Cuban Dance Group Improves the Elderly’s Quality of Life

Dance group Futuro mainly performs at nursing homes and cultural spaces in Havana.  Photo: Taken from Facebook

Made up of 16 women, the Futuro group based in Guanabacoa promotes dance as a means to contribute to healthy aging.

By IPS-Cuba

HAVANA TIMES – Practicing and enjoying dance as an expression of life, union, love and a desire to live amongst the elderly is one of the premises of dance group Futuro, which belongs to the Rita Montaner Cultural Center, in Havana’s Guanabacoa municipality.

Made up of women between 69-80 years old, the group is also promoting physical exercise as a safeguard for healthy aging, as well as breaking down barriers in a positive way, thereby contributing to the dancers’ wellbeing and spiritual growth.

This is what dance instructors Maria del Carmen Guerra and Sandra Alfonso had to say, who are responsible for choreographing the dances, while also trying to uphold “an atmosphere of love, solidarity and cooperation that is prioritized in the group.”

A love story

Created in October 2012, dance group Futuro now has 10 years under its belt of continuous work and is an important reference today for the cultural practices that can be adopted to guarantee a full and active life for the elderly.

Benita Barcelo (74 years old) proposed the formation of this group and was supported by dance instructors at the Rita Montaner Cultural Center. The project managed to bring grandmothers who had been dancers with others who hadn’t ever danced up until that point.

This project slowly materialized, and Barcelo says that “it has become a group that is a family first. We all get on really well. Everything has been a blessing, because there is love, respect and we all have a great desire to live.”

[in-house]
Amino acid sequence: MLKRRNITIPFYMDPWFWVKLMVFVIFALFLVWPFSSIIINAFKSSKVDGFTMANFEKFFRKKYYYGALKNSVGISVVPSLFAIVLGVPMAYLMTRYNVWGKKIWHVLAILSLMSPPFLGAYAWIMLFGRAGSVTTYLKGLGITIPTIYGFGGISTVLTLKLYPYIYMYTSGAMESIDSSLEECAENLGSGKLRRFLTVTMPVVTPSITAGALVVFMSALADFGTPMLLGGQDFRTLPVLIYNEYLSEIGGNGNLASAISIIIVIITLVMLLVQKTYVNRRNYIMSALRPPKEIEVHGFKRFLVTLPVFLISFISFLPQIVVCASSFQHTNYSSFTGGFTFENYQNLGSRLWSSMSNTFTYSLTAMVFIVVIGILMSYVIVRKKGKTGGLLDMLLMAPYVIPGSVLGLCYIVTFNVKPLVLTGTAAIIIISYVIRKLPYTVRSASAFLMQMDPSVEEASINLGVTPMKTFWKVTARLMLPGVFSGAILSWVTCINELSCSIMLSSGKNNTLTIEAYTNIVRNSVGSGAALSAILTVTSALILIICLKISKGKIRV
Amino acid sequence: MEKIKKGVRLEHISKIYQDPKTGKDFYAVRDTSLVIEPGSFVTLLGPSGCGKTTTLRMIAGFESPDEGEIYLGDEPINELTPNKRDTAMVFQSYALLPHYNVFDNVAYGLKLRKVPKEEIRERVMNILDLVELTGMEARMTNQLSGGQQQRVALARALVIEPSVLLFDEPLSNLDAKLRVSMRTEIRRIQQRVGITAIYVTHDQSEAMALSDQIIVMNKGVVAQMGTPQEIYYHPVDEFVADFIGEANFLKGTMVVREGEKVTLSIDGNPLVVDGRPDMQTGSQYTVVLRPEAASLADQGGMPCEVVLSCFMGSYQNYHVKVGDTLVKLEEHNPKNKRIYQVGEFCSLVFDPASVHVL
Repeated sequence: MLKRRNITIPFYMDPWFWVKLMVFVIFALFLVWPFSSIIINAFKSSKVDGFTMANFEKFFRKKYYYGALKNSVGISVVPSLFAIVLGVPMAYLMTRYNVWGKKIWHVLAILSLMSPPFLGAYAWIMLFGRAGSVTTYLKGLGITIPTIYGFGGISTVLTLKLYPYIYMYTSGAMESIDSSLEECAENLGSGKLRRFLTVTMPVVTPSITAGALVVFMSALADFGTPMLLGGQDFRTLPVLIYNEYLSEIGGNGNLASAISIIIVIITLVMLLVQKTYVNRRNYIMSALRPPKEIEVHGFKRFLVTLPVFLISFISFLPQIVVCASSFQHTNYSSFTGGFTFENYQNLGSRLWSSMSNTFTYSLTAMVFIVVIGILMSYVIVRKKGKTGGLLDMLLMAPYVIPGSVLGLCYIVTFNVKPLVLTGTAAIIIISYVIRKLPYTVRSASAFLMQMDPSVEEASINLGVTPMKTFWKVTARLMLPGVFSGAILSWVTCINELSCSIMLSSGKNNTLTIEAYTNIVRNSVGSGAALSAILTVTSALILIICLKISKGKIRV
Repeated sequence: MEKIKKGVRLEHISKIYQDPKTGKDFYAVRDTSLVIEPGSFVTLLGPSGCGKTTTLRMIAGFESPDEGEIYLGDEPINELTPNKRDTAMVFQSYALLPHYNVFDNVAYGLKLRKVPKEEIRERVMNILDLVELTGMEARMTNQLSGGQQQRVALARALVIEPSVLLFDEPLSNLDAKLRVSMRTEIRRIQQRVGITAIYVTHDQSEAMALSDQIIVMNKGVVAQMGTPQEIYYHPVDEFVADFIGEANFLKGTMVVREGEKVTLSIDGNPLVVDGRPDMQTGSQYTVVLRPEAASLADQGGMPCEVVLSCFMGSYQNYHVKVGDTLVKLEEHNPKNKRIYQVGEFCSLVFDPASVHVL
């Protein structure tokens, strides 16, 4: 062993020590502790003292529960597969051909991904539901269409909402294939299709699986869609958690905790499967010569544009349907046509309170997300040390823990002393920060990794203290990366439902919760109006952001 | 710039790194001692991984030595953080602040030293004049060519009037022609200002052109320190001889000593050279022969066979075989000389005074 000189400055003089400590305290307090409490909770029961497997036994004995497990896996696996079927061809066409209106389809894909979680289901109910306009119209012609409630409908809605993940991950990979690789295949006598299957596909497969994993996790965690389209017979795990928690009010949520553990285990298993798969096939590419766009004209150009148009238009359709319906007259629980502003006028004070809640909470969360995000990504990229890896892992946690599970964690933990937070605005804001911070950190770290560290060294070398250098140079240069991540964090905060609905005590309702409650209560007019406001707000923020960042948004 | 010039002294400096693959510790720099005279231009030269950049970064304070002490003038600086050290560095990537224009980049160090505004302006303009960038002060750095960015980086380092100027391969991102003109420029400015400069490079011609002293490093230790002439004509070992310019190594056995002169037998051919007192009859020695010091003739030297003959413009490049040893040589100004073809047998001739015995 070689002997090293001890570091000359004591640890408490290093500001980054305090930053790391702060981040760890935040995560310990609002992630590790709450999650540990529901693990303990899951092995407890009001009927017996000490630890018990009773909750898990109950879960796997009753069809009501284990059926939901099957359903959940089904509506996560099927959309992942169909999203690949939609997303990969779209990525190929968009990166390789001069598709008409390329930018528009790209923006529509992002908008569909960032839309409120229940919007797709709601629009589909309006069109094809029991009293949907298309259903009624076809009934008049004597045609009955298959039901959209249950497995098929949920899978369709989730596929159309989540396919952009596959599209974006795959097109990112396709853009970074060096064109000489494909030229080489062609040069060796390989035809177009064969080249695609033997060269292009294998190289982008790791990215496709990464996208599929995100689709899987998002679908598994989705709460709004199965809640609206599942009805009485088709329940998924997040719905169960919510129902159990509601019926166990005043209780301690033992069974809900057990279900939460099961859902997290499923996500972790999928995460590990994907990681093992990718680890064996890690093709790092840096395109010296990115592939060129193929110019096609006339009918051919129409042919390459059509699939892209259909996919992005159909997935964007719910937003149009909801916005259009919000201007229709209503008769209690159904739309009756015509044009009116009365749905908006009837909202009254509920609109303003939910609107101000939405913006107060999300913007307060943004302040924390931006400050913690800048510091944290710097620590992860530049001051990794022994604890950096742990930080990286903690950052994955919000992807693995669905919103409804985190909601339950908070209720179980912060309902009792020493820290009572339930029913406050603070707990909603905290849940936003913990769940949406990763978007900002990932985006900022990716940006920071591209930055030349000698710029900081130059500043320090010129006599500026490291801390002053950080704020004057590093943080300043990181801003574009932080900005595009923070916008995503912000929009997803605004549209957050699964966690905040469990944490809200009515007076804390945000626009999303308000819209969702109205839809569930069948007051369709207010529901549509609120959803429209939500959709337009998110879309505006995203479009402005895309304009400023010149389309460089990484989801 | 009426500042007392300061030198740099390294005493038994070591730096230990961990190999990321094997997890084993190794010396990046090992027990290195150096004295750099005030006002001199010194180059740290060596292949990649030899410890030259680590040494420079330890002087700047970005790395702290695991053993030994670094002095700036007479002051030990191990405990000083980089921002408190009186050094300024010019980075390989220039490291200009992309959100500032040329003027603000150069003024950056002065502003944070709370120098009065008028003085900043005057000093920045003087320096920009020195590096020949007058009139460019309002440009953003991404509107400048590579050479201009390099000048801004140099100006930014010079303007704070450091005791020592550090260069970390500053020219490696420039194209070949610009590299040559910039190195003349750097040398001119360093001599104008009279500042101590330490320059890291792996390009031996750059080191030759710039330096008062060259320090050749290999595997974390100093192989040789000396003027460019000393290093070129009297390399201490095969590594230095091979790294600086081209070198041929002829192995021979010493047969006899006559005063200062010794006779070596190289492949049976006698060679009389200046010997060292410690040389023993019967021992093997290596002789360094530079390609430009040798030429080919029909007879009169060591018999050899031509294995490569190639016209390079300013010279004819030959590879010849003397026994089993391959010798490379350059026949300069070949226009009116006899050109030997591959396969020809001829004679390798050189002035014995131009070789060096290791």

The founder of this group says that it has given her “new hopes for living.” Plus, she says: “After being a housewife in a marriage that has lasted over 50 years, I never thought I’d be able to do what I’m doing now. I’ve learned to dance.”

Talking about the work of these two instructors, she stresses the “love, patience and understanding they have with us.”

On the other hand, she points out the opportunities the group has had to perform their work at many theaters across the country. “We’ve even gone to the city of Trinidad (located in Sancti Spiritus, a province in the center of Cuba) to represent Havana province, as well as many other beautiful experiences. Life has given us a gift and we’re enjoying it,” she points out.

You live a better life from dancing

Expert sources say that dance is an exciting and social way to exercise the body. It contributes to better blood circulation and strengthens bones and muscle, while also being an excellent way to encourage human relationships because of the interaction it requires.

These factors are essential for the communion of interests that are encouraged by Futuro dance group. Instructor Sandra Alfonso says: “These grandmothers have the strength, enthusiasm and desire to put on a first-class show themselves.”

According to founder Hilda Vignier (72 years old), dancers get “great information about the techniques used in different kinds of dance and the advantages this brings, because with every moment of our body, we get a release of positive energy that we need to feel good, no matter what our age.”

Gloria Peñalver (80 years old), the oldest member, is proud to be the “pioneer of the group”, and that even though she isn’t dancing right now because of health reasons, she longs for the moment she will be able to again, as “this project perfectly understands the emotional needs of each member.”

Meanwhile, Magdalena Arias (73 years old) says: “as we have to memorize different choreographies, the mind is forced to keep on moving and gets better every day.”

Since 2018, dance group Futuro has won the national category of Relevante, awarded by the National Council of Cultural Centers, at the Cuban Ministry of Culture.

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